Hi, I’m deploying a simple CPU model on tensorflow serving server (model is just a basic adder of 2 tensors, nothing heavy in particular). I created a test script in python in which I prepare and send a dozen of requests to the server - the goal is to achieve the highest possible throughput. As the serialisation of requests takes a while I split the work onto separate python processes spawned inside my script. So, each process prepares a subset of requests and sends each of them immediately to the server by calling stub.Predict.future and then collects the futures’ results. Thanks to this strategy I managed to reach some top throughput.
I then extended my set of models, so now the server does serve 2 identical models with just 2 different names. I start the server with numactl pinning it’s process to some unoccupied cores (from 16 to 128 of them), so it has plenty of resources to put computations on. This time I start 2 clients in parallel each of them sending requests to a different model (once again I pin their processes to separate sets of cores). Surprisingly it does not give me a doubled throughput but the throughput reported by each client is half the top one achieved when only 1 client exist. However, if I start two separate server instances, working on 2 different ports and start my clients in parallel communicating with the dedicated server, the throughput I get is (almost) 2x.
So it looks like the server gets saturated.
After trying all the possible tf serving settings I started looking at the internals and got to the conclusion that the possible cause for such situation is the configuration of grpc server that the serving uses for client - server communication. The tf serving’s grpc server does work in sync mode only and as far as I can see there is no ready-to-go option of switching it to async mode (which I asume may be the solution for me).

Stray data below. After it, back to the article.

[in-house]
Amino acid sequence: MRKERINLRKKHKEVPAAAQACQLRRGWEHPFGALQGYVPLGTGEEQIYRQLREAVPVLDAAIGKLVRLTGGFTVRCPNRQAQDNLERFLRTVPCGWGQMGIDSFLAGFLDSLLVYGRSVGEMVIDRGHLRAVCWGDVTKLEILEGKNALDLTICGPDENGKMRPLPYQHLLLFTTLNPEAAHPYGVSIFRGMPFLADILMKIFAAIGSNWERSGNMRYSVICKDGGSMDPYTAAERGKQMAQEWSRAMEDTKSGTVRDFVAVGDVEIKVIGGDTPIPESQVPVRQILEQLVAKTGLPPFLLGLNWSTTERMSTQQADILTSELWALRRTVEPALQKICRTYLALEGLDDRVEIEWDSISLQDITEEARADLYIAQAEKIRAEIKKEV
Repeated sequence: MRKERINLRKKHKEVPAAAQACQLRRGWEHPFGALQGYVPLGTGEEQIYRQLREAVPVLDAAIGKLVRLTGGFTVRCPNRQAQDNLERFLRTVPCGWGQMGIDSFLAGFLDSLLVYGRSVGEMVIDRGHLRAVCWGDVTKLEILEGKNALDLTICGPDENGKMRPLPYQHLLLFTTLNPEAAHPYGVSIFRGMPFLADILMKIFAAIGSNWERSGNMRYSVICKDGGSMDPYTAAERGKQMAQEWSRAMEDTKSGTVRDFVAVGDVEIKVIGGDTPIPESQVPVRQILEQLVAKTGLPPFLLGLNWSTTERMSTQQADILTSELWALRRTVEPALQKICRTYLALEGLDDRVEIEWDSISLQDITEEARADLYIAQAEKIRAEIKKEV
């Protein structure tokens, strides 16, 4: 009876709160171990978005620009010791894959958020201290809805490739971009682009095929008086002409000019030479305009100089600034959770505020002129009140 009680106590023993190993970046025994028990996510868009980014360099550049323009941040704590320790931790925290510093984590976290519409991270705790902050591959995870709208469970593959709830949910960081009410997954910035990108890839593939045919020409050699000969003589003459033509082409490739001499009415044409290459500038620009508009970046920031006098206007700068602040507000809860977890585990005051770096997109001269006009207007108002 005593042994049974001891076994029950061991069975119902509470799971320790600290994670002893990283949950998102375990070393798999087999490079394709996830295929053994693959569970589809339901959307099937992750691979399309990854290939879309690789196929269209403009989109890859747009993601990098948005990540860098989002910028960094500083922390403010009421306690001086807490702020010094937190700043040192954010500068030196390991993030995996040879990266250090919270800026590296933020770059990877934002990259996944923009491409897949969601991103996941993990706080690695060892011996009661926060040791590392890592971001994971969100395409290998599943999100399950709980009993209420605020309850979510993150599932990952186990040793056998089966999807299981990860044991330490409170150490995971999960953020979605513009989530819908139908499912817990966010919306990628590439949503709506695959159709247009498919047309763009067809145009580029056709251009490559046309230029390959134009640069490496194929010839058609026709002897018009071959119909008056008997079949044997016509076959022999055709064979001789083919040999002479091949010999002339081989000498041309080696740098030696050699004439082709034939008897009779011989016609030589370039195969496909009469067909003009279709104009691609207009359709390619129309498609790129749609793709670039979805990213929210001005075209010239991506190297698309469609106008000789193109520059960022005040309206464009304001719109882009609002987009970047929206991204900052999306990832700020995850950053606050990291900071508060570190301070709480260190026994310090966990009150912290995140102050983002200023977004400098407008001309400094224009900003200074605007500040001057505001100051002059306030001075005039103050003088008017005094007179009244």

So, I did fork tf serving and switched grpc to async mode (all based on grpc tutorial). Inside tf serving I created an array of CompletionQueues (finally sth like 40 of them) and also spawned 40 threads - one for a queue. I do not know much about the grpc, so it was more driven by intuition and experiments then knowledge, but somehow I managed to make it all work. Server does respond to my requests and I get correct results.
However the problem still exists - I did not manage to get the same throughput as when there are 2 server instances.
So, now to the questions:
- Why is there only grpc sync mode in tf serving?
- Is my approach to the solution a complete nonsense or am I going in the right direction?
- I did rework my server, but basically did not change my client (still use stub.Predict.future as before and surprisingly it works) - should I extend the python stub module with AsyncPred and CompletionQueue to prepare & send requests in the same manner it is shown in this: Asynchronous-API tutorial | C++ | gRPC tutorial?
Looking forward to your opinions!